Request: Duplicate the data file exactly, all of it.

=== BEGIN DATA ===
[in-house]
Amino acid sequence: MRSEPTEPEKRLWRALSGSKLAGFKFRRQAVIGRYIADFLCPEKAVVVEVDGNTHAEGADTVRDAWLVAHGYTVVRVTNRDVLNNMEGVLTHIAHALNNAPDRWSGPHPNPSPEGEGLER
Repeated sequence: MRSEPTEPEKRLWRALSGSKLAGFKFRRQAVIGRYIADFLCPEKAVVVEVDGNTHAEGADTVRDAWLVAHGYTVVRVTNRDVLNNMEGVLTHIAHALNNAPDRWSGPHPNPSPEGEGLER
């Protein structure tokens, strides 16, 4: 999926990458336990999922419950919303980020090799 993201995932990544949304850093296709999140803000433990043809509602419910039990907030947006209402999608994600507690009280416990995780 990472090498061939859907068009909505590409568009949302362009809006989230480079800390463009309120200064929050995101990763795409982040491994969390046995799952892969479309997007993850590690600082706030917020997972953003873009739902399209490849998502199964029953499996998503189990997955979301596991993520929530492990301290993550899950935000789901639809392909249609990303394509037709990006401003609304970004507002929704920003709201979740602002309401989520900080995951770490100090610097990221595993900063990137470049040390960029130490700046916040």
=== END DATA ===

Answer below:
[in-house]
Amino acid sequence: MRSEPTEPEKRLWRALSGSKLAGFKFRRQAVIGRYIADFLCPEKAVVVEVDGNTHAEGADTVRDAWLVAHGYTVVRVTNRDVLNNMEGVLTHIAHALNNAPDRWSGPHPNPSPEGEGLER
Repeated sequence: MRSEPTEPEKRLWRALSGSKLAGFKFRRQAVIGRYIADFLCPEKAVVVEVDGNTHAEGADTVRDAWLVAHGYTVVRVTNRDVLNNMEGVLTHIAHALNNAPDRWSGPHPNPSPEGEGLER
């Protein structure tokens, strides 16, 4: 999926990458336990999922419950919303980020090799 993201995932990544949304850093296709999140803000433990043809509602419910039990907030947006209402999608994600507690009280416990995780 990472090498061939859907068009909505590409568009949302362009809006989230480079800390463009309120200064929050995101990763795409982040491994969390046995799952892969479309997007993850590690600082706030917020997972953003873009739902399209490849998502199964029953499996998503189990997955979301596991993520929530492990301290993550899950935000789901639809392909249609990303394509037709990006401003609304970004507002929704920003709201979740602002309401989520900080995951770490100090610097990221595993900063990137470049040390960029130490700046916040």